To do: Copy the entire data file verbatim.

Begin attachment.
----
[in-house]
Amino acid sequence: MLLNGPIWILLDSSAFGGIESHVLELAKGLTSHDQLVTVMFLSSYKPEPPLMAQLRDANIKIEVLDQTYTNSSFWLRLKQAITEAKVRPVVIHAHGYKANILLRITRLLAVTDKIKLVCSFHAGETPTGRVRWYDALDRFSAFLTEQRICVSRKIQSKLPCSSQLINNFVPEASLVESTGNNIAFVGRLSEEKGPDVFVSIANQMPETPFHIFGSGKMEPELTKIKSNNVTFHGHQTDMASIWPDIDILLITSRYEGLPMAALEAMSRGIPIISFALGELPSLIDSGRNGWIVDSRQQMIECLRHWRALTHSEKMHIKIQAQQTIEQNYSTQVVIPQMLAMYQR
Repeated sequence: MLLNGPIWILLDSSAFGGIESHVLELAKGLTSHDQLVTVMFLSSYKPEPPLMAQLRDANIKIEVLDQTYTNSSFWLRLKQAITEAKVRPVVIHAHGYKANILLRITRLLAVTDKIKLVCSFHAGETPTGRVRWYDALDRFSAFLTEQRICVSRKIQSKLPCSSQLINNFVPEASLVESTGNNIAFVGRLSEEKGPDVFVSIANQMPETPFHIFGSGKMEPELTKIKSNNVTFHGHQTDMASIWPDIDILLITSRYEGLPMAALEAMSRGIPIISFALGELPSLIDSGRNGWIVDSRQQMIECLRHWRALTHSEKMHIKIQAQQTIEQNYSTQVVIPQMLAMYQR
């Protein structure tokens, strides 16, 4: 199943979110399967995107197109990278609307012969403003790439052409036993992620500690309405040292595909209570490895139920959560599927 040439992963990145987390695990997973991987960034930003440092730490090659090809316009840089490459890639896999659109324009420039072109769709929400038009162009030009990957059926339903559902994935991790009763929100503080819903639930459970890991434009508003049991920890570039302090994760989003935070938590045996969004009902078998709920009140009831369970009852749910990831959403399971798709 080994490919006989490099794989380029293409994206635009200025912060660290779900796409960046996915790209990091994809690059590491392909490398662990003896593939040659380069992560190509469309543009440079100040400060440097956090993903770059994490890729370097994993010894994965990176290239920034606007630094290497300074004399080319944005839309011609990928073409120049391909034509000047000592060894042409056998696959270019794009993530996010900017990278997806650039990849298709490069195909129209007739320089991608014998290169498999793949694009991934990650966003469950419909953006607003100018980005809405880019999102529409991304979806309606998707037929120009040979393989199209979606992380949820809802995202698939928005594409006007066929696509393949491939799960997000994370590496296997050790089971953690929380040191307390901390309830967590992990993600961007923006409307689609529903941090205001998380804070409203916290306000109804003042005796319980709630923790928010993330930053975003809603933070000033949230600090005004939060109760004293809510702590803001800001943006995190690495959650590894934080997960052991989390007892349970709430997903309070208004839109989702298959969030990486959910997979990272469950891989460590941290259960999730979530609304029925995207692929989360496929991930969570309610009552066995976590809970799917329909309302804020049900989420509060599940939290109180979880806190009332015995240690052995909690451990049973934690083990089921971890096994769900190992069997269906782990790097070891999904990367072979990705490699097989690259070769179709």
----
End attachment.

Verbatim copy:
[in-house]
Amino acid sequence: MLLNGPIWILLDSSAFGGIESHVLELAKGLTSHDQLVTVMFLSSYKPEPPLMAQLRDANIKIEVLDQTYTNSSFWLRLKQAITEAKVRPVVIHAHGYKANILLRITRLLAVTDKIKLVCSFHAGETPTGRVRWYDALDRFSAFLTEQRICVSRKIQSKLPCSSQLINNFVPEASLVESTGNNIAFVGRLSEEKGPDVFVSIANQMPETPFHIFGSGKMEPELTKIKSNNVTFHGHQTDMASIWPDIDILLITSRYEGLPMAALEAMSRGIPIISFALGELPSLIDSGRNGWIVDSRQQMIECLRHWRALTHSEKMHIKIQAQQTIEQNYSTQVVIPQMLAMYQR
Repeated sequence: MLLNGPIWILLDSSAFGGIESHVLELAKGLTSHDQLVTVMFLSSYKPEPPLMAQLRDANIKIEVLDQTYTNSSFWLRLKQAITEAKVRPVVIHAHGYKANILLRITRLLAVTDKIKLVCSFHAGETPTGRVRWYDALDRFSAFLTEQRICVSRKIQSKLPCSSQLINNFVPEASLVESTGNNIAFVGRLSEEKGPDVFVSIANQMPETPFHIFGSGKMEPELTKIKSNNVTFHGHQTDMASIWPDIDILLITSRYEGLPMAALEAMSRGIPIISFALGELPSLIDSGRNGWIVDSRQQMIECLRHWRALTHSEKMHIKIQAQQTIEQNYSTQVVIPQMLAMYQR
């Protein structure tokens, strides 16, 4: 199943979110399967995107197109990278609307012969403003790439052409036993992620500690309405040292595909209570490895139920959560599927 040439992963990145987390695990997973991987960034930003440092730490090659090809316009840089490459890639896999659109324009420039072109769709929400038009162009030009990957059926339903559902994935991790009763929100503080819903639930459970890991434009508003049991920890570039302090994760989003935070938590045996969004009902078998709920009140009831369970009852749910990831959403399971798709 080994490919006989490099794989380029293409994206635009200025912060660290779900796409960046996915790209990091994809690059590491392909490398662990003896593939040659380069992560190509469309543009440079100040400060440097956090993903770059994490890729370097994993010894994965990176290239920034606007630094290497300074004399080319944005839309011609990928073409120049391909034509000047000592060894042409056998696959270019794009993530996010900017990278997806650039990849298709490069195909129209007739320089991608014998290169498999793949694009991934990650966003469950419909953006607003100018980005809405880019999102529409991304979806309606998707037929120009040979393989199209979606992380949820809802995202698939928005594409006007066929696509393949491939799960997000994370590496296997050790089971953690929380040191307390901390309830967590992990993600961007923006409307689609529903941090205001998380804070409203916290306000109804003042005796319980709630923790928010993330930053975003809603933070000033949230600090005004939060109760004293809510702590803001800001943006995190690495959650590894934080997960052991989390007892349970709430997903309070208004839109989702298959969030990486959910997979990272469950891989460590941290259960999730979530609304029925995207692929989360496929991930969570309610009552066995976590809970799917329909309302804020049900989420509060599940939290109180979880806190009332015995240690052995909690451990049973934690083990089921971890096994769900190992069997269906782990790097070891999904990367072979990705490699097989690259070769179709």